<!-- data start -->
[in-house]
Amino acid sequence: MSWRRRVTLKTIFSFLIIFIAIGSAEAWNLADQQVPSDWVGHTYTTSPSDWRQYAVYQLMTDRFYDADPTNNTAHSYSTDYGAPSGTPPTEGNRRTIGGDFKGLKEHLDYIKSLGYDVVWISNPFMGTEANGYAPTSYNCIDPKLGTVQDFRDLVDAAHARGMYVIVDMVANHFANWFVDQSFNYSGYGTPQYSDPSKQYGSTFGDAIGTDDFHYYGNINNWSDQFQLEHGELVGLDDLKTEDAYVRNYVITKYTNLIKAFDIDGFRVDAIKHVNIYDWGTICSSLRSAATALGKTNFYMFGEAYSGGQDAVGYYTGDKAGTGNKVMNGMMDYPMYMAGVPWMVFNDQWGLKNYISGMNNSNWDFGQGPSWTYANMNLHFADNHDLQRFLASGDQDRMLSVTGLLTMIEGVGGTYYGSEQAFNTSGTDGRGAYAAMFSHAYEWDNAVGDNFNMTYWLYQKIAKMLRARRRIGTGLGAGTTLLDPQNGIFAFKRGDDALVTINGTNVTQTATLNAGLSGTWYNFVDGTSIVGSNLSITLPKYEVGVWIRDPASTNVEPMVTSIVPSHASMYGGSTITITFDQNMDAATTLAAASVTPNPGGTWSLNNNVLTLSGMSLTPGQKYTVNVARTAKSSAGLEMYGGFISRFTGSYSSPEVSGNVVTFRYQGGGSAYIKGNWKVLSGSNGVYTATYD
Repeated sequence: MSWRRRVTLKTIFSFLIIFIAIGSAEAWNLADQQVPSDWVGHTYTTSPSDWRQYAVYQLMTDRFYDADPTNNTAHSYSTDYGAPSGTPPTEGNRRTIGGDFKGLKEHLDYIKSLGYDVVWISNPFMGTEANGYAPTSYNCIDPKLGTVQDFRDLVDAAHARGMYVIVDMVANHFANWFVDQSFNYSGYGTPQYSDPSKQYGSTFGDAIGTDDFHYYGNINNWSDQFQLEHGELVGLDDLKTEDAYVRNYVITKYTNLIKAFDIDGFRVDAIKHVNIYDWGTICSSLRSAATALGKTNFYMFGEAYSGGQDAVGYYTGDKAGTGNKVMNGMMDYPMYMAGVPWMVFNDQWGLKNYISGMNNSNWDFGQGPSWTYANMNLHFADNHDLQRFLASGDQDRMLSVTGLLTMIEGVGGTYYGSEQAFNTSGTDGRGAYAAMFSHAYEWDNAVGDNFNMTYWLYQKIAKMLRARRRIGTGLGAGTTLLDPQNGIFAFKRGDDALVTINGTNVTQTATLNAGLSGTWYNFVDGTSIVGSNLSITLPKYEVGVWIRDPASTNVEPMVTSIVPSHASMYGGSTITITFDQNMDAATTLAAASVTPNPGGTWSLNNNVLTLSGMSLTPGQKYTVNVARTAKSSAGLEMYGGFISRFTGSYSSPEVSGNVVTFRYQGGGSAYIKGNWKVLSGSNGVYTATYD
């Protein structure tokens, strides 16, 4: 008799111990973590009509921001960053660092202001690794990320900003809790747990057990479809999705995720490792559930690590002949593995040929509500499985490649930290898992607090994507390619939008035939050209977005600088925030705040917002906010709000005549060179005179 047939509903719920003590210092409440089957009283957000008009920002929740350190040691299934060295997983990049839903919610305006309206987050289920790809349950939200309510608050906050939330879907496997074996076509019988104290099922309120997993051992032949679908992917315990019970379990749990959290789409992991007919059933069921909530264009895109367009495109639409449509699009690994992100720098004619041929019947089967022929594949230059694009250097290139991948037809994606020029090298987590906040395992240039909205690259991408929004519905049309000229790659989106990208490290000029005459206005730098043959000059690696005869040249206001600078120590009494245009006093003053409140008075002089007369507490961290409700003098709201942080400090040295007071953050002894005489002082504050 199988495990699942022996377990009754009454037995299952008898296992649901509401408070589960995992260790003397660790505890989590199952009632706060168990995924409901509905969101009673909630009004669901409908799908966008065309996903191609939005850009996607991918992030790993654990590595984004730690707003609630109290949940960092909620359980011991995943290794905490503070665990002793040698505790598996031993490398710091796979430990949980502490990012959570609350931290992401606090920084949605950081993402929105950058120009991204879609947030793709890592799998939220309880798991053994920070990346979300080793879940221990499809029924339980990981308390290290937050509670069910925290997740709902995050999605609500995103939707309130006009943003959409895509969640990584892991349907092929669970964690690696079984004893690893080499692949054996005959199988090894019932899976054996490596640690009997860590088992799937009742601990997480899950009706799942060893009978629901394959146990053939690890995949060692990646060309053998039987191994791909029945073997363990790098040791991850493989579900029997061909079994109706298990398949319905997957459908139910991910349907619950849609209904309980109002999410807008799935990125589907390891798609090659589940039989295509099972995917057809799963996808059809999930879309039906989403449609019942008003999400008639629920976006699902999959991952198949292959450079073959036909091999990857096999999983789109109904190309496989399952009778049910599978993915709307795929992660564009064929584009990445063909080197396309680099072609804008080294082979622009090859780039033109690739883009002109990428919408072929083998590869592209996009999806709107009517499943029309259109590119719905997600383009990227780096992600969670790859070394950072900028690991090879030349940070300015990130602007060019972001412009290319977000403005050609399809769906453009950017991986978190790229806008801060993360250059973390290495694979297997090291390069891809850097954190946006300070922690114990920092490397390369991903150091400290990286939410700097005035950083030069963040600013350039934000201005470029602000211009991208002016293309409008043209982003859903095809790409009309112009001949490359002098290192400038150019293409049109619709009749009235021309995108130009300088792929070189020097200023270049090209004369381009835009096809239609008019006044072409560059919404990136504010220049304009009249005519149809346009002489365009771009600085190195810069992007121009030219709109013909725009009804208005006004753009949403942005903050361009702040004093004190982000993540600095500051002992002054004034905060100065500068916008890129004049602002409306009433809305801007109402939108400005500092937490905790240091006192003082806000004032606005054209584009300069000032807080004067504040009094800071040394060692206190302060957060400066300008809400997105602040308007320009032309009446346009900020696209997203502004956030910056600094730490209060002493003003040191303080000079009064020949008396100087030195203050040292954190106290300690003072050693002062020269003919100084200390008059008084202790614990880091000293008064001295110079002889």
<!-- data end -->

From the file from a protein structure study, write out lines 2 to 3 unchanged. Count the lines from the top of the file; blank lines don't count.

Amino acid sequence: MSWRRRVTLKTIFSFLIIFIAIGSAEAWNLADQQVPSDWVGHTYTTSPSDWRQYAVYQLMTDRFYDADPTNNTAHSYSTDYGAPSGTPPTEGNRRTIGGDFKGLKEHLDYIKSLGYDVVWISNPFMGTEANGYAPTSYNCIDPKLGTVQDFRDLVDAAHARGMYVIVDMVANHFANWFVDQSFNYSGYGTPQYSDPSKQYGSTFGDAIGTDDFHYYGNINNWSDQFQLEHGELVGLDDLKTEDAYVRNYVITKYTNLIKAFDIDGFRVDAIKHVNIYDWGTICSSLRSAATALGKTNFYMFGEAYSGGQDAVGYYTGDKAGTGNKVMNGMMDYPMYMAGVPWMVFNDQWGLKNYISGMNNSNWDFGQGPSWTYANMNLHFADNHDLQRFLASGDQDRMLSVTGLLTMIEGVGGTYYGSEQAFNTSGTDGRGAYAAMFSHAYEWDNAVGDNFNMTYWLYQKIAKMLRARRRIGTGLGAGTTLLDPQNGIFAFKRGDDALVTINGTNVTQTATLNAGLSGTWYNFVDGTSIVGSNLSITLPKYEVGVWIRDPASTNVEPMVTSIVPSHASMYGGSTITITFDQNMDAATTLAAASVTPNPGGTWSLNNNVLTLSGMSLTPGQKYTVNVARTAKSSAGLEMYGGFISRFTGSYSSPEVSGNVVTFRYQGGGSAYIKGNWKVLSGSNGVYTATYD
Repeated sequence: MSWRRRVTLKTIFSFLIIFIAIGSAEAWNLADQQVPSDWVGHTYTTSPSDWRQYAVYQLMTDRFYDADPTNNTAHSYSTDYGAPSGTPPTEGNRRTIGGDFKGLKEHLDYIKSLGYDVVWISNPFMGTEANGYAPTSYNCIDPKLGTVQDFRDLVDAAHARGMYVIVDMVANHFANWFVDQSFNYSGYGTPQYSDPSKQYGSTFGDAIGTDDFHYYGNINNWSDQFQLEHGELVGLDDLKTEDAYVRNYVITKYTNLIKAFDIDGFRVDAIKHVNIYDWGTICSSLRSAATALGKTNFYMFGEAYSGGQDAVGYYTGDKAGTGNKVMNGMMDYPMYMAGVPWMVFNDQWGLKNYISGMNNSNWDFGQGPSWTYANMNLHFADNHDLQRFLASGDQDRMLSVTGLLTMIEGVGGTYYGSEQAFNTSGTDGRGAYAAMFSHAYEWDNAVGDNFNMTYWLYQKIAKMLRARRRIGTGLGAGTTLLDPQNGIFAFKRGDDALVTINGTNVTQTATLNAGLSGTWYNFVDGTSIVGSNLSITLPKYEVGVWIRDPASTNVEPMVTSIVPSHASMYGGSTITITFDQNMDAATTLAAASVTPNPGGTWSLNNNVLTLSGMSLTPGQKYTVNVARTAKSSAGLEMYGGFISRFTGSYSSPEVSGNVVTFRYQGGGSAYIKGNWKVLSGSNGVYTATYD